Their kid is allowed to have Snapchat, binge on Netflix and play unlimited Fortnite. Yours, um ... isn’t. How do you handle a playdate - or heaven forbid a sleepover - when friends are used to different rules?
Playing referee to endless requests for screen-time can is nobody’s idea of a good time. But it’s even stickier when friends are over, and they’re used to different rules around device use (or say they are!).
You’re keen to help your kids make friends and keep them, and - like it or not - “fitting in” is an important part of that. Making your child the odd man out can place a heavy burden on them.
And just as you might allow special after-school treats when friends are over, you might want to consider a more relaxed approach to screen-time. Or … you might not. That’s absolutely your call.
One thing is clear: throwing away your own carefully thought out and maintained boundaries whenever another child enters your home sends all the wrong messages - and may even put your child at risk.
So you want your child to have fun and feel confident when hosting friends. At the same time, you want to maintain your family’s values, and hold the line on what you believe to be right for your child - without being cast in the unenviable role of fun-sucker.
But how? For expert advice, we asked Family Zone cyber expert, mum of three and child development specialist Dr. Kristy Goodwin for tips.
Tip #1: Ask upfront
It’s probably not the best idea to rely on your child’s friend for intell on screen-use. Head straight to the source - the friend’s parents - and find out from them exactly what they allow. Says Dr. Kristy, “I’ve found that many parents feel relieved that you’ve given the opportunity to openly discuss this issue, rather than putting the onus on them to bring it up.”
It doesn’t need to be a formal interview. “Something along the lines of, ‘Kelly, just wondering if you have any specific tech rules that I should know about’” is pretty much all that’s required, she says.
Tip #2: Ask open-ended, specific questions
“How would you feel about [game, app or movie]” is probably a better way to open up a conversation than posing a bald yes/no question (“Do you allow [game, app or movie]?”). Open-ended questions, that can’t be answered with a single word, will give the other parent an opportunity to share more general thoughts - for instance that G-rated Netflix movies are fine, but MA aren’t, or that Fortnite is okay but Call of Duty is off-limits.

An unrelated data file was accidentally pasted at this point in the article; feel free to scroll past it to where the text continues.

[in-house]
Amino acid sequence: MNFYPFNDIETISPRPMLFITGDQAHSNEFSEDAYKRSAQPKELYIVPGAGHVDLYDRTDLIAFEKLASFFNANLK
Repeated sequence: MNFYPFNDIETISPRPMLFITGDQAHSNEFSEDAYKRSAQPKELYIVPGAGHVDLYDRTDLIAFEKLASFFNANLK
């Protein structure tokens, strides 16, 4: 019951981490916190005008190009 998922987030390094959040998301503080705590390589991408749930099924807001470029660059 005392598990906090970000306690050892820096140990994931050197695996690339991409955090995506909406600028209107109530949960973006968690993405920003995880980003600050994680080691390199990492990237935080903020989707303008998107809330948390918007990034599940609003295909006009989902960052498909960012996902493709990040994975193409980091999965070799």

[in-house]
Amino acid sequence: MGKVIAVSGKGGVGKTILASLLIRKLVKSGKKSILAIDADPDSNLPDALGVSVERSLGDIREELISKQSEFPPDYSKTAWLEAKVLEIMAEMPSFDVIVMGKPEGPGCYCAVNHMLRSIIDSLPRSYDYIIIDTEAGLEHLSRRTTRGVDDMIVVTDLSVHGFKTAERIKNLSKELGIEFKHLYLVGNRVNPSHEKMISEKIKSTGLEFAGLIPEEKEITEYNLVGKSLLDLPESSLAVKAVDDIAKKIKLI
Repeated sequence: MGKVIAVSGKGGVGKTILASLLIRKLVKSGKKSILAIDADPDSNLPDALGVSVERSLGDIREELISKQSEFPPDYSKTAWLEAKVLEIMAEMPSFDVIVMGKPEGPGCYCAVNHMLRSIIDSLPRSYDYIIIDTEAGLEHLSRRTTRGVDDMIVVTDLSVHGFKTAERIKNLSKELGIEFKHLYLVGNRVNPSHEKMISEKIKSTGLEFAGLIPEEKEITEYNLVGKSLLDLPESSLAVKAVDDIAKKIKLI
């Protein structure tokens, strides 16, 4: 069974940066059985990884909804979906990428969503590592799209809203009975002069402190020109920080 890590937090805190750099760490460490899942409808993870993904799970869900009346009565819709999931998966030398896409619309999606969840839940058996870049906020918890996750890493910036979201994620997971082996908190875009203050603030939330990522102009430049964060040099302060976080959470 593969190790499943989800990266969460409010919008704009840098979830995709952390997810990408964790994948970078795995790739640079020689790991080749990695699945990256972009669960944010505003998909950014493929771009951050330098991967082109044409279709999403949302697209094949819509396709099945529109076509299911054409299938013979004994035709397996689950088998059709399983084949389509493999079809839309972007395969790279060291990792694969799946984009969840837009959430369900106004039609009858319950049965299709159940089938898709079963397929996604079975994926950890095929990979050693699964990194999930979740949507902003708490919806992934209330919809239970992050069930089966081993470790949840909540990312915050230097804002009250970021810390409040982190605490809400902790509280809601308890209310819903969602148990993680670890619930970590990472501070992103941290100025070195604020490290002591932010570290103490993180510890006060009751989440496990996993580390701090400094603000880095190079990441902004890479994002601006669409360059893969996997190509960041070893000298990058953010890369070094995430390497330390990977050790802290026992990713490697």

Where your own rules differ, this is an opportunity to explain what they are - and to avoid unnecessary wrangling later. (“Zoe’s mum and I agreed that your phones need to be turned off at 10 pm, and handed to me and Dad until the morning.”)
Tip #3 Don’t be afraid to set firm tech boundaries
As a leading digital parenting consultant, Dr. Kristy has heard countless stories of playdates and sleepovers going off the rails because of unsupervised tech use.
“I’ve had parents share that their Year 6 daughters saw a live-streaming video of a suicide attempt on a social media feed when a smartphone was pulled out at midnight on a sleepover. I’ve had children who’ve had nightmares for months on end because they played violent video games at playdates.”
She acknowledges that parents with stricter rules may find their house “isn’t always the first choice for playdates” - but so be it. Your first responsibility is to your child’s safety and wellbeing.
Tip #4 Build in tech-free time … and they will come
Screens have become the default activity when kids get together. But when tech-free time is the order of the day, you are giving them the space to discover other ways to have fun - often more exhilarating and engaging than yet another round of YouTube videos.
One mum who insisted on unplugged sleepovers, found kids were practically standing in line for an invitation once word got out that they could play “Spotlight” in the dark, bake cookies and stay up late playing Monopoly marathons.
That’s not to say you need to ban devices. But do “set up activities and make playdates and sleepovers so much fun that kids aren’t asking for devices,” Dr. Kristy advises.
Too much screen-time has eroded the academic performance of Aussie students over the past five years - and devices “pervasively penetrating ...
If BYOD and 1:1 device policies are in place - as they are in nearly every school across Australia - the answer is most likely ‘yes.’